New Grant Supports Future Rural Teachers
Co-directors Al Schademan, Education, and Maria Moreno, director, Upward Bound, (see photo at left) were recently awarded the grant to find students from at-risk populations—which can mean first-generation college students, low-income students, or students from ethnic minorities—and support them in pursuing higher education and, eventually, a teaching credential.
The program goes to the heart of certain kinds of student failure in rural and low-income schools by recruiting future teachers who come from local communities and share similar socioeconomic and cultural backgrounds with students. These recruits will be supported in ways that help them sidestep many of the roadblocks to college success: lack of a peer group, lack of college preparation, financial pressures, and the need for academic counseling.
The Chico program is based on urban CalGrip programs begun by Governor Arnold Schwarzenegger. The first one started at L.A. Harbor College and CSU, Dominguez Hills four years ago. The program has been replicated in various urban areas in the state, and the Governor’s Office wanted to see it implemented in a rural area. The goal is to diversify the teacher workforce statewide and ultimately provide a national model. That means that successful models need to be developed in urban, suburban, and rural areas.
This June, the first 30 recruits will enter a summer bridge program at Butte College, where they will take intensive remediation courses in English and math, areas that students who haven’t been on a college track most often need help with. They will stay with their cohort throughout the two years of the program, taking classes together and receiving assistance from a full-time support person who can help them navigate the educational system, connect them to services, and help them remove barriers on a daily basis.
After two years at Butte, the recruits will have earned 60 transferrable units and will enter CSU, Chico. The plan is that in two more years, they will graduate and enter the teaching credential program.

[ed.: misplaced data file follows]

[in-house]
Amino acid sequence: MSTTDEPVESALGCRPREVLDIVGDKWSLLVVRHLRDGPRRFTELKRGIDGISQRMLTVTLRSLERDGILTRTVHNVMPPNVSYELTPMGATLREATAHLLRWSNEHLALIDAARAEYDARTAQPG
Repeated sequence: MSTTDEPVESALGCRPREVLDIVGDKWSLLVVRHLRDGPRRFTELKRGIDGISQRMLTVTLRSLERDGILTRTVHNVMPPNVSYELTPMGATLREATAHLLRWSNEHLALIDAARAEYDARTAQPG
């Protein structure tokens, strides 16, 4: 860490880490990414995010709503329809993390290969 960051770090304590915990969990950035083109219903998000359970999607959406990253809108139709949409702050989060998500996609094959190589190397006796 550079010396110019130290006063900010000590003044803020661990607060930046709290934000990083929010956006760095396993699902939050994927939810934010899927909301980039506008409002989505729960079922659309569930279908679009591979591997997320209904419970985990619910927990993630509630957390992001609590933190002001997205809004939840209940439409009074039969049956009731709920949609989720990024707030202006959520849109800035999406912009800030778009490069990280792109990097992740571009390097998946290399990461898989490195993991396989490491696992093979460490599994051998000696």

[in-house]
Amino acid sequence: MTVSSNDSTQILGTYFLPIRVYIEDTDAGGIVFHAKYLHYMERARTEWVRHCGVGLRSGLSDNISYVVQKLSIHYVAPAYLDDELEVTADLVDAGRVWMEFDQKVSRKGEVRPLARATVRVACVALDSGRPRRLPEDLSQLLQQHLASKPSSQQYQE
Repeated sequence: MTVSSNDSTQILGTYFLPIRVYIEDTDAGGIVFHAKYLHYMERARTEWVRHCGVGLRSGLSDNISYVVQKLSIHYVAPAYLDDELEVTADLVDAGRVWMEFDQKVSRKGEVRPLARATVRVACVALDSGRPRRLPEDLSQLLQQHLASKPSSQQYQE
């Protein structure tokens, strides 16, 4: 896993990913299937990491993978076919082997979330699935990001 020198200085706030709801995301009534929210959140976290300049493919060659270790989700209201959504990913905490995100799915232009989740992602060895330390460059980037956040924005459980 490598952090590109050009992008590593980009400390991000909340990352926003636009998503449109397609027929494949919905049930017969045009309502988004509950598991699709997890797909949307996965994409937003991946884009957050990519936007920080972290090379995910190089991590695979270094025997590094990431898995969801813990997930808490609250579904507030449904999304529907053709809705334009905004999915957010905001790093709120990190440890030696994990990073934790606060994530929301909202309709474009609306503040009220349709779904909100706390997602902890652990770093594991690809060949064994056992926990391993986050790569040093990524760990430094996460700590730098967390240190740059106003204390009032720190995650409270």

An important facet of the program is employment of the students in after-school programs in local school districts. The employment will not only provide some income, it will also give them experience with children in teaching situations.
Students in the program will receive mileage cards so that if they live in one city and their job is located in another city, they can afford the gas. Moreno said that they are in the process of developing a partnership with schools in the area so that students might have their after-school job assignment in the towns where they live.
Each student will receive a laptop computer, purchased from Computers for Classrooms, with updated software and Internet access.
Moreno and Schademan bring different areas of expertise to the project. Moreno was born in Gridley, knows the community, and has many years of success working with the Upward Bound program. Schademan has expertise in educational research and in STEM-related (Science, Technology, Engineering, and Math) teaching fields.
The co-directors have begun talking with counselors at area schools and alternative high schools. They already have the names of some students who have expressed an interest in education. They are pleased to have found an experienced and enthusiastic student support specialist, Esmeralda Campos. Campos, who has extensive experience working with first-generation, low-income youth, will begin work on May 16.
“We are excited about providing this opportunity to first-generation youth in Butte County who are interested in becoming teachers,” said Schademan. ”Our hope is that the support systems provided by the grant will ensure student success and completion of their degrees, thus contributing to the diversification of the teacher workforce in Northern California.”—Kathleen McPartland, Public Affairs and Publications